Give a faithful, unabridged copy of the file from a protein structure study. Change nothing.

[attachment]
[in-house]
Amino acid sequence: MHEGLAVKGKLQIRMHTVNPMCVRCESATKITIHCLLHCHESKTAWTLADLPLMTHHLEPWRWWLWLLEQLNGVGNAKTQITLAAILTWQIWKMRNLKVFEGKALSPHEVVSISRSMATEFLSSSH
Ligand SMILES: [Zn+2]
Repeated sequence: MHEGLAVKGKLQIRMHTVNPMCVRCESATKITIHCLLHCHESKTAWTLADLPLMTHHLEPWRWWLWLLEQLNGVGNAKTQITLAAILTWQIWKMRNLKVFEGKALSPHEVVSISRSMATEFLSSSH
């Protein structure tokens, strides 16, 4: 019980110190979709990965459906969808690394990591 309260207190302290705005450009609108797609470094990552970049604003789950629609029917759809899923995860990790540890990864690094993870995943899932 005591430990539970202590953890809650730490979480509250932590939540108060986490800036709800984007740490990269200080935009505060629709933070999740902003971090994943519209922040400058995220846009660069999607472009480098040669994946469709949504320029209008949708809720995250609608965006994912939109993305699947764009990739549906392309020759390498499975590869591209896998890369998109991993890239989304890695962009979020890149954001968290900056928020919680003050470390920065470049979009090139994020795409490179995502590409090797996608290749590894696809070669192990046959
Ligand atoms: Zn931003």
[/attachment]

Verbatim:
[in-house]
Amino acid sequence: MHEGLAVKGKLQIRMHTVNPMCVRCESATKITIHCLLHCHESKTAWTLADLPLMTHHLEPWRWWLWLLEQLNGVGNAKTQITLAAILTWQIWKMRNLKVFEGKALSPHEVVSISRSMATEFLSSSH
Ligand SMILES: [Zn+2]
Repeated sequence: MHEGLAVKGKLQIRMHTVNPMCVRCESATKITIHCLLHCHESKTAWTLADLPLMTHHLEPWRWWLWLLEQLNGVGNAKTQITLAAILTWQIWKMRNLKVFEGKALSPHEVVSISRSMATEFLSSSH
């Protein structure tokens, strides 16, 4: 019980110190979709990965459906969808690394990591 309260207190302290705005450009609108797609470094990552970049604003789950629609029917759809899923995860990790540890990864690094993870995943899932 005591430990539970202590953890809650730490979480509250932590939540108060986490800036709800984007740490990269200080935009505060629709933070999740902003971090994943519209922040400058995220846009660069999607472009480098040669994946469709949504320029209008949708809720995250609608965006994912939109993305699947764009990739549906392309020759390498499975590869591209896998890369998109991993890239989304890695962009979020890149954001968290900056928020919680003050470390920065470049979009090139994020795409490179995502590409090797996608290749590894696809070669192990046959
Ligand atoms: Zn931003």